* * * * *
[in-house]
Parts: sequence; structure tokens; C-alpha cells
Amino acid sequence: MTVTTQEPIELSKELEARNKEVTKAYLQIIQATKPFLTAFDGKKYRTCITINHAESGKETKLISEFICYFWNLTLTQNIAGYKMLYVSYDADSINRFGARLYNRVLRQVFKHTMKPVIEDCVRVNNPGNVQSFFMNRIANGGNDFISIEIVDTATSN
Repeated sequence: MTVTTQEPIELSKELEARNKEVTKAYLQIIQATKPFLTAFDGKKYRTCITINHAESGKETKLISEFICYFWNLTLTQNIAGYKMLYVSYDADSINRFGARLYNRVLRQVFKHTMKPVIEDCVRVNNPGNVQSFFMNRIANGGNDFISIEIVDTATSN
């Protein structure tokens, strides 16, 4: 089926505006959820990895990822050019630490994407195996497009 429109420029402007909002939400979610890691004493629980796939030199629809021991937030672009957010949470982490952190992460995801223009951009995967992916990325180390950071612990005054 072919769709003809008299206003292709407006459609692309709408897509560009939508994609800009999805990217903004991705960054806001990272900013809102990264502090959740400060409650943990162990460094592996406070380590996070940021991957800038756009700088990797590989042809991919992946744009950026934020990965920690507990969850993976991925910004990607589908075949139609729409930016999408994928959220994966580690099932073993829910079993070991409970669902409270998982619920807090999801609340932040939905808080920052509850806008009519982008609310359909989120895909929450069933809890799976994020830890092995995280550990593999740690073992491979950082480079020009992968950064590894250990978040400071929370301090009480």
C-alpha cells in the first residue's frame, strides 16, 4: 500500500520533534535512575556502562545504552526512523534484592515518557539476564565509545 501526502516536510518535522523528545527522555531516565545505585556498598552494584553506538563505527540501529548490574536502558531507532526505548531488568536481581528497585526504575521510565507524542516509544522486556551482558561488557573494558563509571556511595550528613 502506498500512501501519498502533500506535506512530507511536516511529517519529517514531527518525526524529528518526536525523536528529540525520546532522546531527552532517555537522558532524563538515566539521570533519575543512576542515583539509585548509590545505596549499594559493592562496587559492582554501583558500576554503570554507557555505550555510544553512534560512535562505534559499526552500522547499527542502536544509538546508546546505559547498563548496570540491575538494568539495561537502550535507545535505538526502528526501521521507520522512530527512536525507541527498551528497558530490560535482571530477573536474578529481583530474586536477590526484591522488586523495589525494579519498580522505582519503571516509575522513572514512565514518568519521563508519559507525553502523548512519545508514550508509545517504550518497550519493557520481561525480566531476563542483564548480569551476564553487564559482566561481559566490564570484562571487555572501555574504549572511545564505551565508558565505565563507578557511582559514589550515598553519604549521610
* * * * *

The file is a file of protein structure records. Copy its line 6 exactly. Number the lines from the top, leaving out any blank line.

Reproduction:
C-alpha cells in the first residue's frame, strides 16, 4: 500500500520533534535512575556502562545504552526512523534484592515518557539476564565509545 501526502516536510518535522523528545527522555531516565545505585556498598552494584553506538563505527540501529548490574536502558531507532526505548531488568536481581528497585526504575521510565507524542516509544522486556551482558561488557573494558563509571556511595550528613 502506498500512501501519498502533500506535506512530507511536516511529517519529517514531527518525526524529528518526536525523536528529540525520546532522546531527552532517555537522558532524563538515566539521570533519575543512576542515583539509585548509590545505596549499594559493592562496587559492582554501583558500576554503570554507557555505550555510544553512534560512535562505534559499526552500522547499527542502536544509538546508546546505559547498563548496570540491575538494568539495561537502550535507545535505538526502528526501521521507520522512530527512536525507541527498551528497558530490560535482571530477573536474578529481583530474586536477590526484591522488586523495589525494579519498580522505582519503571516509575522513572514512565514518568519521563508519559507525553502523548512519545508514550508509545517504550518497550519493557520481561525480566531476563542483564548480569551476564553487564559482566561481559566490564570484562571487555572501555574504549572511545564505551565508558565505565563507578557511582559514589550515598553519604549521610